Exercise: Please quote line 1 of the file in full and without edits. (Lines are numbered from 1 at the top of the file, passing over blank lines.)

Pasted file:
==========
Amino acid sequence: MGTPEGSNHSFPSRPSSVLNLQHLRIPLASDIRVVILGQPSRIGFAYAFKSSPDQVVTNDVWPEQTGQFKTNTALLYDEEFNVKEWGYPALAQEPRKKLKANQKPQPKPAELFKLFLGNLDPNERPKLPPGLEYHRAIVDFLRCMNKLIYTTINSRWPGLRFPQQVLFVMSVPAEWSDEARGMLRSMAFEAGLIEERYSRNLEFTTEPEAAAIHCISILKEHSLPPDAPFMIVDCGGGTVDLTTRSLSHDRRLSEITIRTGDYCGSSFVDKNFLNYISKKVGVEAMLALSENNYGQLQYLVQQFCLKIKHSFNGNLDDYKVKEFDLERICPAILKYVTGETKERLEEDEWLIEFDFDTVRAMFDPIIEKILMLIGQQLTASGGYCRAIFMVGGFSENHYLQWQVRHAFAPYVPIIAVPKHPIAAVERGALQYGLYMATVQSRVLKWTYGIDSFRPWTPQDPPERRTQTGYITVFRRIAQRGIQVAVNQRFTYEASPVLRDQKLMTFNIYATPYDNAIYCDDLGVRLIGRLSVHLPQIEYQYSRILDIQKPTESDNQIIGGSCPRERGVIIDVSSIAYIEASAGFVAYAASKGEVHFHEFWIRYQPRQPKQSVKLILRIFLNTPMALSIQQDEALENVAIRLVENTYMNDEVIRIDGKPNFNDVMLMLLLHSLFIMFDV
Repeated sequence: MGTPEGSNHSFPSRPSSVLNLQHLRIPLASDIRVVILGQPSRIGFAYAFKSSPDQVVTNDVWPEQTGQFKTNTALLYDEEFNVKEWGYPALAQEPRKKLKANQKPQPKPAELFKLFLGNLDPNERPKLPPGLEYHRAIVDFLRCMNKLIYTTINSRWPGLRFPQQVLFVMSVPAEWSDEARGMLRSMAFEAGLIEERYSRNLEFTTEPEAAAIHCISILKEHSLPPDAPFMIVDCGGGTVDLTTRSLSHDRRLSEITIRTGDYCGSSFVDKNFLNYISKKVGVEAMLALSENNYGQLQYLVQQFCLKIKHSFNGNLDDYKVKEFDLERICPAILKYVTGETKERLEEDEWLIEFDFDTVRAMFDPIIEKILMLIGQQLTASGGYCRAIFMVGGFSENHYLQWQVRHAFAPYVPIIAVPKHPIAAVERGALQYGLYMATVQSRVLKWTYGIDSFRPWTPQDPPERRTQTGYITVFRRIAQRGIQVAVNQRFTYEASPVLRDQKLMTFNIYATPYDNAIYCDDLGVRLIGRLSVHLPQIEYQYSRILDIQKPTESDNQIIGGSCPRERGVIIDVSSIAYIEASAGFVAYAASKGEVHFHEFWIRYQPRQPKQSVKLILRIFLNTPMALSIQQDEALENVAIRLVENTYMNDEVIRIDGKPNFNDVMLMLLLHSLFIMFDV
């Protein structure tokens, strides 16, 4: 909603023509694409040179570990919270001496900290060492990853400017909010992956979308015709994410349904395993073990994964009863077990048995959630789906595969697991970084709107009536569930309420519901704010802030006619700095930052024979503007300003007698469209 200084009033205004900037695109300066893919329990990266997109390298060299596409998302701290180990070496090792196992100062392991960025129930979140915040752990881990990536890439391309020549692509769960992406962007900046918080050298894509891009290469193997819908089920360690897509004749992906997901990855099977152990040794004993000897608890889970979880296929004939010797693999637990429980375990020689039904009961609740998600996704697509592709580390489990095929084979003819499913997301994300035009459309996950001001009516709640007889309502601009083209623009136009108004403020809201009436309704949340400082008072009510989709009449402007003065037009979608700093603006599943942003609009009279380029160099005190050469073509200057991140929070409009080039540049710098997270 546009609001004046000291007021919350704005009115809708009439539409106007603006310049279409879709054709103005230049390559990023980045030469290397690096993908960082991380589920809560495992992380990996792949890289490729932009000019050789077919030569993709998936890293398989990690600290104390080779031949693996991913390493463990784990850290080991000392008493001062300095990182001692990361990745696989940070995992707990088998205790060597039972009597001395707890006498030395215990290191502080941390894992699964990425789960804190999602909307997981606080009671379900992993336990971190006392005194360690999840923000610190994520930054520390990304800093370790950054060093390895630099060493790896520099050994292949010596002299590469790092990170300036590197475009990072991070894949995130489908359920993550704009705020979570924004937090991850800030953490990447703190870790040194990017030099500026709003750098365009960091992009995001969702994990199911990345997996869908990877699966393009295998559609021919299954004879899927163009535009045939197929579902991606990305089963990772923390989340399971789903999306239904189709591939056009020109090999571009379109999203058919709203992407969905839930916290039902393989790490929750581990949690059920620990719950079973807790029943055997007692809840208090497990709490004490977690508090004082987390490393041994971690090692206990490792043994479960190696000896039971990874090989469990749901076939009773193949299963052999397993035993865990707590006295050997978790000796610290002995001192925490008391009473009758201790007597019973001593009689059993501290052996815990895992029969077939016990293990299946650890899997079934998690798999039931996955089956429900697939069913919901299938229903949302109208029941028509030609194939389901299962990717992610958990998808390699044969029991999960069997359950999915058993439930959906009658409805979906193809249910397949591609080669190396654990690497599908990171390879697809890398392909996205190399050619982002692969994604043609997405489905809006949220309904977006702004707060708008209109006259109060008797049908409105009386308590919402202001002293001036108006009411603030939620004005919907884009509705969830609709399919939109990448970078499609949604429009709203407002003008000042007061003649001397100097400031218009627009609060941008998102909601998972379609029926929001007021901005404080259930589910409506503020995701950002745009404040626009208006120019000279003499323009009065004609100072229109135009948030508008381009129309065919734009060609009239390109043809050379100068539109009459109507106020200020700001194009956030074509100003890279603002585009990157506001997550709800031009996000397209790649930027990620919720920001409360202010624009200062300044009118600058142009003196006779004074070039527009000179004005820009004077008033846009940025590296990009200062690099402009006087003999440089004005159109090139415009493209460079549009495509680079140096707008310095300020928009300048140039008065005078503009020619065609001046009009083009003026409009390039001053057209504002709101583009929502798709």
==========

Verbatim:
Amino acid sequence: MGTPEGSNHSFPSRPSSVLNLQHLRIPLASDIRVVILGQPSRIGFAYAFKSSPDQVVTNDVWPEQTGQFKTNTALLYDEEFNVKEWGYPALAQEPRKKLKANQKPQPKPAELFKLFLGNLDPNERPKLPPGLEYHRAIVDFLRCMNKLIYTTINSRWPGLRFPQQVLFVMSVPAEWSDEARGMLRSMAFEAGLIEERYSRNLEFTTEPEAAAIHCISILKEHSLPPDAPFMIVDCGGGTVDLTTRSLSHDRRLSEITIRTGDYCGSSFVDKNFLNYISKKVGVEAMLALSENNYGQLQYLVQQFCLKIKHSFNGNLDDYKVKEFDLERICPAILKYVTGETKERLEEDEWLIEFDFDTVRAMFDPIIEKILMLIGQQLTASGGYCRAIFMVGGFSENHYLQWQVRHAFAPYVPIIAVPKHPIAAVERGALQYGLYMATVQSRVLKWTYGIDSFRPWTPQDPPERRTQTGYITVFRRIAQRGIQVAVNQRFTYEASPVLRDQKLMTFNIYATPYDNAIYCDDLGVRLIGRLSVHLPQIEYQYSRILDIQKPTESDNQIIGGSCPRERGVIIDVSSIAYIEASAGFVAYAASKGEVHFHEFWIRYQPRQPKQSVKLILRIFLNTPMALSIQQDEALENVAIRLVENTYMNDEVIRIDGKPNFNDVMLMLLLHSLFIMFDV